Lord of the Flies: Intelligence and Good vs. Evil

Topics: Good and evil, William Golding, Evil Pages: 5 (1948 words) Published: April 23, 2013
Good versus evil is a common concept used often in storytelling, writing, plays, movies, etc. the basic story line is commonly used and developed to mold different ideals, meanings, and lessons into different types of works. William Golding’s novel the Lord of the Flies falls into this category of works with the good versus evil story line. Boiling the novel down to its most basic state it is a story of a group of boys. They all start out in a state of innocence, then as they adjust to their new surroundings after being stranded on a deserted island with no adults; they chose whether or not they turn from their innocence. When the boys turn from their innocence they go from being good to evil, or as the interpretation of this novel is commonly perceived the boys go from being civilized boys to savages. It is in this sense that civilized and good can be used interchangeably for this interpretation, and the same for evil and savagery. Golding puts an interesting twist to this basic plot right in the beginning of the story. Golding takes the story from just a simple tale of good versus evil to good versus evil with competing ideas of intelligence. Right in the beginning of the novel we see these ideas of intelligence take form. As the story builds the differences in the types of intelligence grows and becomes more distinct. From there the competition of good versus evil begins.

After their plane crashes the boys who were on the plane to escape the warfare in England are scattered on the island. Ralph, the first boy we are introduced to meets another boy named Piggy. “It’s a shell! I seen one like that before. On someone’s back wall. A conch he called it. He used to blow it and then his mum would come. It’s ever so valuable-“(15). With Piggy’s help Ralph uses the conch they found to call out to the other boys on the island. This is the first hint at the two types of intelligence. Piggy is already exhibiting signs of natural intelligence. This type of intelligence is developed based on the sensory analysis of the surroundings. This intelligence is more advanced and enables Piggy to think in more civilized, advanced ways. He is immediately made fun of for his appearance and as the story progresses is mocked as a know-it-all. No one listens to Piggy, even though the conch and the meeting were his ideas no one realizes this, nor do they care. Once all the boys are gathered together there is a vote on who should be chief. A boy named Jack is introduced as the leader of the choir boys and he wants to be chief, but when put to a vote Ralph is elected. Ralph does give the choir to Jack and asks what they would like to be. Jack tells Ralph that he and his choir shall be the hunters. Ralph depicts more social intelligence. Ralph knows how to work a crowd, how to lead a group, and how to gain respect. “Everybody must stay round here and wait and not go away. Three of us- if we take more we’d get all mixed, and lose each other- three of us will go on an expedition and find out” (23-24). This act showed that Ralph was able to get the attention of the boys at any time and that the boys would actually listen to him. His ability to be able to accomplish this as quickly as he did really shows his true social intelligence. “If a ship comes near the island they may not notice us. So we must make smoke on top of the mountain. We must make a fire” (38). Ralph does show some natural intelligence as well, but not nearly as much as Piggy exhibits. Jack also shows a form of social intelligence. He is able to keep command over his choir and they listen to him no matter what. This shows that in the beginning of the story even though the boys are all different, have different types of intelligence, and have mixed feelings about the situation they are still united together as a whole.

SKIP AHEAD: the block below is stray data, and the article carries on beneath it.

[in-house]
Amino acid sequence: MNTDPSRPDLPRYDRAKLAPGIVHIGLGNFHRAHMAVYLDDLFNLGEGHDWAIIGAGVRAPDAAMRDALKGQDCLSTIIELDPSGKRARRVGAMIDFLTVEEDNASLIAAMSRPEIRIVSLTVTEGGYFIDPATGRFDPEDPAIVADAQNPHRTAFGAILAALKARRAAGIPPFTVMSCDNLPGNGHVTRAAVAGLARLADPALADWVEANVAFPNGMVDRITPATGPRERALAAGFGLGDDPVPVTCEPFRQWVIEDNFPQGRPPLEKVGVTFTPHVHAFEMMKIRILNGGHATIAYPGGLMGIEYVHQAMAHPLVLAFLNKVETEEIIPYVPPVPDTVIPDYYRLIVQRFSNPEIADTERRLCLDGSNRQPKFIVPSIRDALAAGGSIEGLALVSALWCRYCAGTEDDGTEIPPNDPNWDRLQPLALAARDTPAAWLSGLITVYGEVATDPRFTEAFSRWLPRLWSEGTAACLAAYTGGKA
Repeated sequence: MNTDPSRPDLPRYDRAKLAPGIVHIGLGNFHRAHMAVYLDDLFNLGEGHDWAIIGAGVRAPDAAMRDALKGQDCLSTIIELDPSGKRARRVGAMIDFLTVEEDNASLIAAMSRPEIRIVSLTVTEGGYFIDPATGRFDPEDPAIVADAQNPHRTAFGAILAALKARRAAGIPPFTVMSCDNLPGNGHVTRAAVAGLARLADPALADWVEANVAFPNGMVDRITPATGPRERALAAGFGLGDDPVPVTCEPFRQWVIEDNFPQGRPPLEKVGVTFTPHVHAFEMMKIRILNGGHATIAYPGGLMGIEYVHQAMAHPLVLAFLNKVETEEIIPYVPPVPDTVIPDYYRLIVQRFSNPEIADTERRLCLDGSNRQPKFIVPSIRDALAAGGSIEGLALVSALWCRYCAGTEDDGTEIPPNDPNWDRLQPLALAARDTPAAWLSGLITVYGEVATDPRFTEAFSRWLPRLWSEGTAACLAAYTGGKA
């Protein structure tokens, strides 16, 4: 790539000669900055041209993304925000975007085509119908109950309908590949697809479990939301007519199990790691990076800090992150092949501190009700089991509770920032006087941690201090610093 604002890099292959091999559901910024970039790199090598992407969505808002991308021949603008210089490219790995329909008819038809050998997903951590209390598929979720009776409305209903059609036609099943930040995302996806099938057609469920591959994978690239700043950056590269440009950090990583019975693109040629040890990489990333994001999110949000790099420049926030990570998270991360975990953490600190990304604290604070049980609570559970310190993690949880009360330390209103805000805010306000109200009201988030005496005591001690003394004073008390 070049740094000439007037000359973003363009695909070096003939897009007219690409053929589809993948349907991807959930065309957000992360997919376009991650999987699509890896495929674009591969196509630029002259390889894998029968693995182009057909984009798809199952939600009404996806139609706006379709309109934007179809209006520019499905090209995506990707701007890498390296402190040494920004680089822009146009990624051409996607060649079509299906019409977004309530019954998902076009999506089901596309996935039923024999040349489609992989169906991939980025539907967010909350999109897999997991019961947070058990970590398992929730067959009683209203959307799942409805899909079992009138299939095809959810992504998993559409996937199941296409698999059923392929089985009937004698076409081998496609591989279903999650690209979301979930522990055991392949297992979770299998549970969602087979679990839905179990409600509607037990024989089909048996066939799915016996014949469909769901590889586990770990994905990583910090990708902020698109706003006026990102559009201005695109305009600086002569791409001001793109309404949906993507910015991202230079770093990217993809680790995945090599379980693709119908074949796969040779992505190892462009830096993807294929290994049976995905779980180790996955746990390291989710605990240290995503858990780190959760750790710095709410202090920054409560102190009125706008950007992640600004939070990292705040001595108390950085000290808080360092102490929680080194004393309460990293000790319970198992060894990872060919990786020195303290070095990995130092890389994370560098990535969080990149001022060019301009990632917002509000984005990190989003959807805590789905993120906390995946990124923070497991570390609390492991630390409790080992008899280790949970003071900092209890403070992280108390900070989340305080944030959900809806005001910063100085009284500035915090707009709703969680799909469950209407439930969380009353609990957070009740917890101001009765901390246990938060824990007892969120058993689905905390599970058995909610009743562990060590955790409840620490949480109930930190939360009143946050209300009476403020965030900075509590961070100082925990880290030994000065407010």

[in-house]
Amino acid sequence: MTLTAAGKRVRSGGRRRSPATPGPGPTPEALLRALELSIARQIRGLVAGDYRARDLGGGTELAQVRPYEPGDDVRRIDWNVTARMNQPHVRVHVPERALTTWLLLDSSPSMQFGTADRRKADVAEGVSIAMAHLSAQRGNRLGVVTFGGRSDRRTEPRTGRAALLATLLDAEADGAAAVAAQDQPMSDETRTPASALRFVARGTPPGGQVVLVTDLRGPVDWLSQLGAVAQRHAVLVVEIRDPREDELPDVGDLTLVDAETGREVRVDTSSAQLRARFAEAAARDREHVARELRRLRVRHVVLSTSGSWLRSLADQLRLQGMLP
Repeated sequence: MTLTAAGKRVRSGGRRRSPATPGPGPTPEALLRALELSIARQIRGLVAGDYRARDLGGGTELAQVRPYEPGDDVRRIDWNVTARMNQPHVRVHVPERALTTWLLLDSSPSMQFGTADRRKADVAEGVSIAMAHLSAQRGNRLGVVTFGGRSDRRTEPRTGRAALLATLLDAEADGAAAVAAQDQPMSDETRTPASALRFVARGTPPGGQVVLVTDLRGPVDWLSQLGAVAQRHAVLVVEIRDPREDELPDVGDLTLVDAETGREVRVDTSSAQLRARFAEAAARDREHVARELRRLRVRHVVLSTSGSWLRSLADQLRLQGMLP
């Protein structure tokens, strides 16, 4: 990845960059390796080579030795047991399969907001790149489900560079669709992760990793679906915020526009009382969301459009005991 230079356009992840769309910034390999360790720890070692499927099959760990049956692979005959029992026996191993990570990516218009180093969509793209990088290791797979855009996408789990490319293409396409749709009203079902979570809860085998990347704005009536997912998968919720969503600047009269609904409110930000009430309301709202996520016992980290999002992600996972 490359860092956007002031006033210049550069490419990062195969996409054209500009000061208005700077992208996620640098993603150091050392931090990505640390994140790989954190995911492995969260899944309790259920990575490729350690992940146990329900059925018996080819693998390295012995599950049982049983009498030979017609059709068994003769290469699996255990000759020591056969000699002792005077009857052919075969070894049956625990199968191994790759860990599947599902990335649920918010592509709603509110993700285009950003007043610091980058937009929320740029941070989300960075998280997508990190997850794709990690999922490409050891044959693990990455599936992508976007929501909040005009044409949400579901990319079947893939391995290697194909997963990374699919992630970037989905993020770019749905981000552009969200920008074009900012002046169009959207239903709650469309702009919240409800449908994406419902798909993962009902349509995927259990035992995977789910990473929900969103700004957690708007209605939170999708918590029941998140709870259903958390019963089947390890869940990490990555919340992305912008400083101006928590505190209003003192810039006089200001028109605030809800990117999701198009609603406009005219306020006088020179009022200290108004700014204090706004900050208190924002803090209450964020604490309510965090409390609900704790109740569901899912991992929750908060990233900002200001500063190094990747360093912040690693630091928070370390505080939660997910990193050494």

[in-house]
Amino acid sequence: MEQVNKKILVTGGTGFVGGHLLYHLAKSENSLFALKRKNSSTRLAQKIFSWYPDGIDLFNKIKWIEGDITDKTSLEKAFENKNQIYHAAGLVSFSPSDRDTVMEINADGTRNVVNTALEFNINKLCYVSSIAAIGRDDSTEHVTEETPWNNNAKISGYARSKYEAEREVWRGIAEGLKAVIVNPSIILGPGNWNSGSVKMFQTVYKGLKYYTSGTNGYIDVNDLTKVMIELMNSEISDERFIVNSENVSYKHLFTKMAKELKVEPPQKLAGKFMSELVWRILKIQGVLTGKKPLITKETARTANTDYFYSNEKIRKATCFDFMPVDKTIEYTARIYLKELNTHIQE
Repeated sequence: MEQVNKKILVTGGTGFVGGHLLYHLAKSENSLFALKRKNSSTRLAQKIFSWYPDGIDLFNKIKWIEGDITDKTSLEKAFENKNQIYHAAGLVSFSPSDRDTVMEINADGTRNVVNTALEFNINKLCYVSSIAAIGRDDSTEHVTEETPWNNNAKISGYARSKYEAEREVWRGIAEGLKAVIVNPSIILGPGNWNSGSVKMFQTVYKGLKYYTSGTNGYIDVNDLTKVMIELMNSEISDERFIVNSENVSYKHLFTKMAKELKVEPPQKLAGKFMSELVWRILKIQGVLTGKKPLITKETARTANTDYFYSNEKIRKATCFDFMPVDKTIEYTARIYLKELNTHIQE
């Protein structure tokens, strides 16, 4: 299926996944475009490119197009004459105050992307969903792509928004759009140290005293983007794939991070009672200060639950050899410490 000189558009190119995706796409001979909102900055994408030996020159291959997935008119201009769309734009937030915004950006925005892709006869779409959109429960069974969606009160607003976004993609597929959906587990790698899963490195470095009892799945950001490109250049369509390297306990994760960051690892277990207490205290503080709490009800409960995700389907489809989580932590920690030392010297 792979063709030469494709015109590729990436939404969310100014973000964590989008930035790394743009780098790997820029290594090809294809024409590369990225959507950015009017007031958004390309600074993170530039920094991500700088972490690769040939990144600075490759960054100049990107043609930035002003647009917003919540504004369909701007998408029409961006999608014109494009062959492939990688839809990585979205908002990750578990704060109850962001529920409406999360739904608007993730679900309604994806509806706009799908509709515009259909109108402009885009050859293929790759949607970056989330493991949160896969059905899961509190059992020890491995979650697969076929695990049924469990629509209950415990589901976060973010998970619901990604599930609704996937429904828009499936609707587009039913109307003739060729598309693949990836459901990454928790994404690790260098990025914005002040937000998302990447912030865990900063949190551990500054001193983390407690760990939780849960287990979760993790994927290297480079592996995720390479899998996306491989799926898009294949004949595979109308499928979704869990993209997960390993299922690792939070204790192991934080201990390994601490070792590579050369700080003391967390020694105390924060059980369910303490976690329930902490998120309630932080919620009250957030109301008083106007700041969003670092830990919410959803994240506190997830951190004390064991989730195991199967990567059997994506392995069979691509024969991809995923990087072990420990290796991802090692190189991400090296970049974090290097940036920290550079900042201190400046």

“All day I’ve been working with Simon. No one else. They’re off bathing, or eating, or playing” (50). The boys begin to slack and begin to realize that there aren’t...
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